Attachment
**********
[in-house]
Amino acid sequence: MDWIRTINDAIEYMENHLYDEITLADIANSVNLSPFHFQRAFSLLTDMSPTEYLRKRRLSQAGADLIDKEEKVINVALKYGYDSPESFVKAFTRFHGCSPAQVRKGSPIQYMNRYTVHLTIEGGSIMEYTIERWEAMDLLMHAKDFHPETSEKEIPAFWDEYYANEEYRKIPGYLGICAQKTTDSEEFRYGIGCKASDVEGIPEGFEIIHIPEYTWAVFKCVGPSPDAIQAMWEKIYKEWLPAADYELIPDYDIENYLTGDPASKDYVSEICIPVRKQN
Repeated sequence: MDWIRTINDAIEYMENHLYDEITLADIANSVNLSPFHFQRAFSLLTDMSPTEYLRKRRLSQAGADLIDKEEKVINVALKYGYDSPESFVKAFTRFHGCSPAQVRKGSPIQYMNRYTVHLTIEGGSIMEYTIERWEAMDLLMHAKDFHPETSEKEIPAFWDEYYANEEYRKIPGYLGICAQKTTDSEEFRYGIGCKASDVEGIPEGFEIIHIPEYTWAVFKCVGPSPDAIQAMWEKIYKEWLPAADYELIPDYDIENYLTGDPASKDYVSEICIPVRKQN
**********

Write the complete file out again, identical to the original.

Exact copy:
[in-house]
Amino acid sequence: MDWIRTINDAIEYMENHLYDEITLADIANSVNLSPFHFQRAFSLLTDMSPTEYLRKRRLSQAGADLIDKEEKVINVALKYGYDSPESFVKAFTRFHGCSPAQVRKGSPIQYMNRYTVHLTIEGGSIMEYTIERWEAMDLLMHAKDFHPETSEKEIPAFWDEYYANEEYRKIPGYLGICAQKTTDSEEFRYGIGCKASDVEGIPEGFEIIHIPEYTWAVFKCVGPSPDAIQAMWEKIYKEWLPAADYELIPDYDIENYLTGDPASKDYVSEICIPVRKQN
Repeated sequence: MDWIRTINDAIEYMENHLYDEITLADIANSVNLSPFHFQRAFSLLTDMSPTEYLRKRRLSQAGADLIDKEEKVINVALKYGYDSPESFVKAFTRFHGCSPAQVRKGSPIQYMNRYTVHLTIEGGSIMEYTIERWEAMDLLMHAKDFHPETSEKEIPAFWDEYYANEEYRKIPGYLGICAQKTTDSEEFRYGIGCKASDVEGIPEGFEIIHIPEYTWAVFKCVGPSPDAIQAMWEKIYKEWLPAADYELIPDYDIENYLTGDPASKDYVSEICIPVRKQN